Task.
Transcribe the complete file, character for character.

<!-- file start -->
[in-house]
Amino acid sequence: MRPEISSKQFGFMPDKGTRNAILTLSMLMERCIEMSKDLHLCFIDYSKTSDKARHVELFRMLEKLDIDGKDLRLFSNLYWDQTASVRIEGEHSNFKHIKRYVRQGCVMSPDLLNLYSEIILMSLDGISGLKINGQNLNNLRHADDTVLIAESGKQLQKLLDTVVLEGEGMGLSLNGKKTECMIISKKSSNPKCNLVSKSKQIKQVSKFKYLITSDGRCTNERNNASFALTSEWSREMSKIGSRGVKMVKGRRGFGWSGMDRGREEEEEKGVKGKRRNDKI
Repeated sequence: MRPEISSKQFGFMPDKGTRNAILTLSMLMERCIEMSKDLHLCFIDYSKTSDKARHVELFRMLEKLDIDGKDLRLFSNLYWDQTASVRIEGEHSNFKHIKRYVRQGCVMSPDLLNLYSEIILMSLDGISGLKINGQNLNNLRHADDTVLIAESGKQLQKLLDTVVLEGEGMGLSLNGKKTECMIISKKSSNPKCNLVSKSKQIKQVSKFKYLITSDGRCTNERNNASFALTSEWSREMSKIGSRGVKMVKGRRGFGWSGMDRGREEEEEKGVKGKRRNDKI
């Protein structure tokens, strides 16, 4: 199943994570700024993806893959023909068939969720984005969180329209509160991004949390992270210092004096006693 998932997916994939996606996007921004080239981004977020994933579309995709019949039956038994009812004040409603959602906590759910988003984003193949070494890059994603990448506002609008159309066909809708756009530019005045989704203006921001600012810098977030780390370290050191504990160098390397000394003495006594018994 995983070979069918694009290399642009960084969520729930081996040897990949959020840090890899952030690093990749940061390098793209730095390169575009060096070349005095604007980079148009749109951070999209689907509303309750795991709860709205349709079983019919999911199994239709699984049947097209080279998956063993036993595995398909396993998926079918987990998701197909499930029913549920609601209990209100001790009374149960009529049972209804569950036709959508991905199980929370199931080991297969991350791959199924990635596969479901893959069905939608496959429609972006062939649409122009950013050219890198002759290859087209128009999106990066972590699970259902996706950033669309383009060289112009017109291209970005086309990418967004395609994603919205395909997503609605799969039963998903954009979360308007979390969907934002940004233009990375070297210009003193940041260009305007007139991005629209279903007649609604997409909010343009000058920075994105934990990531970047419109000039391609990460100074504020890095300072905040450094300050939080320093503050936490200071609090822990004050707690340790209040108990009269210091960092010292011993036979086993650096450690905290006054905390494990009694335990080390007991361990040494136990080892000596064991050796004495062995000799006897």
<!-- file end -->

[in-house]
Amino acid sequence: MRPEISSKQFGFMPDKGTRNAILTLSMLMERCIEMSKDLHLCFIDYSKTSDKARHVELFRMLEKLDIDGKDLRLFSNLYWDQTASVRIEGEHSNFKHIKRYVRQGCVMSPDLLNLYSEIILMSLDGISGLKINGQNLNNLRHADDTVLIAESGKQLQKLLDTVVLEGEGMGLSLNGKKTECMIISKKSSNPKCNLVSKSKQIKQVSKFKYLITSDGRCTNERNNASFALTSEWSREMSKIGSRGVKMVKGRRGFGWSGMDRGREEEEEKGVKGKRRNDKI
Repeated sequence: MRPEISSKQFGFMPDKGTRNAILTLSMLMERCIEMSKDLHLCFIDYSKTSDKARHVELFRMLEKLDIDGKDLRLFSNLYWDQTASVRIEGEHSNFKHIKRYVRQGCVMSPDLLNLYSEIILMSLDGISGLKINGQNLNNLRHADDTVLIAESGKQLQKLLDTVVLEGEGMGLSLNGKKTECMIISKKSSNPKCNLVSKSKQIKQVSKFKYLITSDGRCTNERNNASFALTSEWSREMSKIGSRGVKMVKGRRGFGWSGMDRGREEEEEKGVKGKRRNDKI
């Protein structure tokens, strides 16, 4: 199943994570700024993806893959023909068939969720984005969180329209509160991004949390992270210092004096006693 998932997916994939996606996007921004080239981004977020994933579309995709019949039956038994009812004040409603959602906590759910988003984003193949070494890059994603990448506002609008159309066909809708756009530019005045989704203006921001600012810098977030780390370290050191504990160098390397000394003495006594018994 995983070979069918694009290399642009960084969520729930081996040897990949959020840090890899952030690093990749940061390098793209730095390169575009060096070349005095604007980079148009749109951070999209689907509303309750795991709860709205349709079983019919999911199994239709699984049947097209080279998956063993036993595995398909396993998926079918987990998701197909499930029913549920609601209990209100001790009374149960009529049972209804569950036709959508991905199980929370199931080991297969991350791959199924990635596969479901893959069905939608496959429609972006062939649409122009950013050219890198002759290859087209128009999106990066972590699970259902996706950033669309383009060289112009017109291209970005086309990418967004395609994603919205395909997503609605799969039963998903954009979360308007979390969907934002940004233009990375070297210009003193940041260009305007007139991005629209279903007649609604997409909010343009000058920075994105934990990531970047419109000039391609990460100074504020890095300072905040450094300050939080320093503050936490200071609090822990004050707690340790209040108990009269210091960092010292011993036979086993650096450690905290006054905390494990009694335990080390007991361990040494136990080892000596064991050796004495062995000799006897």